MR-Sentence-Correction-Guide

To tackle the following is a step by step process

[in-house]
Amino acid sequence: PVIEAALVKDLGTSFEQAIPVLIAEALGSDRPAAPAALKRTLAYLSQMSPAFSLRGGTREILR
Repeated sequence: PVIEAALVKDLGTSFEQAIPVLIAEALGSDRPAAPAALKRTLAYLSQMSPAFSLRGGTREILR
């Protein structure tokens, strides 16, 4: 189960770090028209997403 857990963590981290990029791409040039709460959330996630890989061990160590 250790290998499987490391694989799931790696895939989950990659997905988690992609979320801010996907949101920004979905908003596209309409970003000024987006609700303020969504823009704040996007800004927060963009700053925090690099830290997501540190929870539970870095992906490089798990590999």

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Unformatted text preview: e wrong. • What is the structure of the sentence? As you read the sentence, try to identify the subject and verb, prepositions, conjunctions, and participles. These parts of speech are associated with the common errors found in Sentence Correction questions. You won’t have to identify the grammatical function of each word, phrase and clause in the sentence, but please just be familiar with the common errors and watch for signals (which we will discuss later) that the question is testing a specific error. (2) Try to predict the correct answer. You may already have an idea of how to correct the sentence. Before you plunge into the answers for the question, try to predict what the correct answer is going to be. For example, in the sentence “Shelly have three items in her pocket,” the correct answer choice is likely to contain the verb “has”. While your ability to predict the correct answer will improve with practice, you will not be able to correctly predict the correct answer choice all the time. (3) Don’t read the first answer choice. Reading the first answer choice is always a waste of your time. You have already read it in the original sentence! The first answer choice is always the same as the underlined portion of the original sentence. Remember that 1 of 5 Sentence Correction questions contain no error. If you think that the original sentence is correct, then go ahead and scan through answers 2-5, but do not become flustered if none of the answers are correct. After all 20% of the Sentence Correction problems need no correction. (4) Scan through the answer choices. Each Sentence Correction problem in the GMAT is created usually with two or three different possible errors where you have to pay attention. The various combinations of these possible errors result in the options you are given. If you have predicted the correct answer, you need only to identify the choice which matches your prediction. Sometimes you will find an exact match, but more often you will be able to narrow the answer choices to two or three. If you were not able to predict the correct answer, look for evidence in the answer choices to determine what is being tested by the question in order to pick the best answer. For example, if more than one answer choice is similar except for a few words, your investigation should begin with the answers that are similar. When you have found the parts of the sentence being varied, look for evidence in the remaining part of the sentence to determine which option to choose. Start with whatever is dictated by the unchanging part of the sentence. For example, if a verb is provided in singular and plural forms, find the subject of the sentence. (5) Eliminate wrong answers. By now, you should have an idea of what answers are grammatically or stylistically incorrect. Eliminate these answers and focus on the differences among the remaining choices. www.manhattanreview.com c 1999 - 2008 Manhattan Review Sentence Correction G...
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